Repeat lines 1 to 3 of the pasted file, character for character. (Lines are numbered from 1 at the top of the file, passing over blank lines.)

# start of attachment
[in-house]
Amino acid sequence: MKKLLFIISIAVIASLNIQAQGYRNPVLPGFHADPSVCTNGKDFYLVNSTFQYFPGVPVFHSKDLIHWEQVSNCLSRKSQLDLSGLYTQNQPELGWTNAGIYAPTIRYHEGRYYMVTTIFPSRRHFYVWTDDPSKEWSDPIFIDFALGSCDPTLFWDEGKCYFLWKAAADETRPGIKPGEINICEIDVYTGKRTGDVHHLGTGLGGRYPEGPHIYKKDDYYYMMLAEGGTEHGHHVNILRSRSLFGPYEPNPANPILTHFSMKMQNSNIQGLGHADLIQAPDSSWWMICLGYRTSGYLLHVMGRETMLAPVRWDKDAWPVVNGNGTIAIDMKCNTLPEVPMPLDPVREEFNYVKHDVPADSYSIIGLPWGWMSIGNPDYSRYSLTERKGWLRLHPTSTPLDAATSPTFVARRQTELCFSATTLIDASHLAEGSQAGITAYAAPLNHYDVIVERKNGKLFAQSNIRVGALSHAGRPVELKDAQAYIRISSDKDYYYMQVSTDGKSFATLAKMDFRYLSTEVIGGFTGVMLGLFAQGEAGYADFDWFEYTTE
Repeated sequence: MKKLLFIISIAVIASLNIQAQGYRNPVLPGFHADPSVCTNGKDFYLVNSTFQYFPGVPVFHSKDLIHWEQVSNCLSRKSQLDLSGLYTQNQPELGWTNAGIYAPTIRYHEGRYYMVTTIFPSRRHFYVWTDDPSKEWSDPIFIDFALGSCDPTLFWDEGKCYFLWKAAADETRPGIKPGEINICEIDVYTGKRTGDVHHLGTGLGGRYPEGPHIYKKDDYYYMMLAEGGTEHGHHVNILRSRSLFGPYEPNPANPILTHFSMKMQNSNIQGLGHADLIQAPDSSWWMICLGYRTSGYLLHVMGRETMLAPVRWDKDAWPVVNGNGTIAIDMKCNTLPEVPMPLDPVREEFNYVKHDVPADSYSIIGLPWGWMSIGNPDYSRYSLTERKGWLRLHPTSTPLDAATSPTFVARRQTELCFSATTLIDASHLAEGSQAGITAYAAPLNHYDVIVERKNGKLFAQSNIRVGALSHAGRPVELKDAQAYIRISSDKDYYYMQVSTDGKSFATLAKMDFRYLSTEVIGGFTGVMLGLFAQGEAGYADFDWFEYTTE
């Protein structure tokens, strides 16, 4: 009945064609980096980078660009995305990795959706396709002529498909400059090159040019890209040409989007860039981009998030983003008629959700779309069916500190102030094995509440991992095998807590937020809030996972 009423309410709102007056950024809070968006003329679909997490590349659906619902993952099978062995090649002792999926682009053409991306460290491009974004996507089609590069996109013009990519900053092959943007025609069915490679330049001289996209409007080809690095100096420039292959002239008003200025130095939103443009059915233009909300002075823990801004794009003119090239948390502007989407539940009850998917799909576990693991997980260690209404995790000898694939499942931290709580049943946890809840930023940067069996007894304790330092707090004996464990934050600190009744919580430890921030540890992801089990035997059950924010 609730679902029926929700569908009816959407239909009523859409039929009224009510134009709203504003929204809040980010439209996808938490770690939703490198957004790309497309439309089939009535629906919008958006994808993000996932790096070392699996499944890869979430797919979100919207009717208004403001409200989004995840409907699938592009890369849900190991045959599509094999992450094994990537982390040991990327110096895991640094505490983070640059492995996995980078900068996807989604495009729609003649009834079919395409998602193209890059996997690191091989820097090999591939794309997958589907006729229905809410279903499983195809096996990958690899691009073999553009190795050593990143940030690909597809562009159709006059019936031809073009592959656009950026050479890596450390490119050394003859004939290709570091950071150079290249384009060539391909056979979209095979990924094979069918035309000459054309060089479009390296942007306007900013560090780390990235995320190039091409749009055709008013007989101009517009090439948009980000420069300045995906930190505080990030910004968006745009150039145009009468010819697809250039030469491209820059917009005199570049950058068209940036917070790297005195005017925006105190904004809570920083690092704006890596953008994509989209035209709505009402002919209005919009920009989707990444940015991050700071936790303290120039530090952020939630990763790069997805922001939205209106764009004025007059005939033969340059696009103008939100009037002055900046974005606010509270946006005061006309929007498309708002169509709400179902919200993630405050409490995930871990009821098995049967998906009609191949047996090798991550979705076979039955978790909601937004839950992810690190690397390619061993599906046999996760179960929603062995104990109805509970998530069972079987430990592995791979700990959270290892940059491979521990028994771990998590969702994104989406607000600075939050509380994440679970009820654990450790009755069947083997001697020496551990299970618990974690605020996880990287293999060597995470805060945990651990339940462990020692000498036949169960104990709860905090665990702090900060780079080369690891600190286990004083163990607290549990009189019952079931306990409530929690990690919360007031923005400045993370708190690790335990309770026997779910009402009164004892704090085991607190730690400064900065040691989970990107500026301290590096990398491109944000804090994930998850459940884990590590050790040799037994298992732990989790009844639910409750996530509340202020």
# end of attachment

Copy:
[in-house]
Amino acid sequence: MKKLLFIISIAVIASLNIQAQGYRNPVLPGFHADPSVCTNGKDFYLVNSTFQYFPGVPVFHSKDLIHWEQVSNCLSRKSQLDLSGLYTQNQPELGWTNAGIYAPTIRYHEGRYYMVTTIFPSRRHFYVWTDDPSKEWSDPIFIDFALGSCDPTLFWDEGKCYFLWKAAADETRPGIKPGEINICEIDVYTGKRTGDVHHLGTGLGGRYPEGPHIYKKDDYYYMMLAEGGTEHGHHVNILRSRSLFGPYEPNPANPILTHFSMKMQNSNIQGLGHADLIQAPDSSWWMICLGYRTSGYLLHVMGRETMLAPVRWDKDAWPVVNGNGTIAIDMKCNTLPEVPMPLDPVREEFNYVKHDVPADSYSIIGLPWGWMSIGNPDYSRYSLTERKGWLRLHPTSTPLDAATSPTFVARRQTELCFSATTLIDASHLAEGSQAGITAYAAPLNHYDVIVERKNGKLFAQSNIRVGALSHAGRPVELKDAQAYIRISSDKDYYYMQVSTDGKSFATLAKMDFRYLSTEVIGGFTGVMLGLFAQGEAGYADFDWFEYTTE
Repeated sequence: MKKLLFIISIAVIASLNIQAQGYRNPVLPGFHADPSVCTNGKDFYLVNSTFQYFPGVPVFHSKDLIHWEQVSNCLSRKSQLDLSGLYTQNQPELGWTNAGIYAPTIRYHEGRYYMVTTIFPSRRHFYVWTDDPSKEWSDPIFIDFALGSCDPTLFWDEGKCYFLWKAAADETRPGIKPGEINICEIDVYTGKRTGDVHHLGTGLGGRYPEGPHIYKKDDYYYMMLAEGGTEHGHHVNILRSRSLFGPYEPNPANPILTHFSMKMQNSNIQGLGHADLIQAPDSSWWMICLGYRTSGYLLHVMGRETMLAPVRWDKDAWPVVNGNGTIAIDMKCNTLPEVPMPLDPVREEFNYVKHDVPADSYSIIGLPWGWMSIGNPDYSRYSLTERKGWLRLHPTSTPLDAATSPTFVARRQTELCFSATTLIDASHLAEGSQAGITAYAAPLNHYDVIVERKNGKLFAQSNIRVGALSHAGRPVELKDAQAYIRISSDKDYYYMQVSTDGKSFATLAKMDFRYLSTEVIGGFTGVMLGLFAQGEAGYADFDWFEYTTE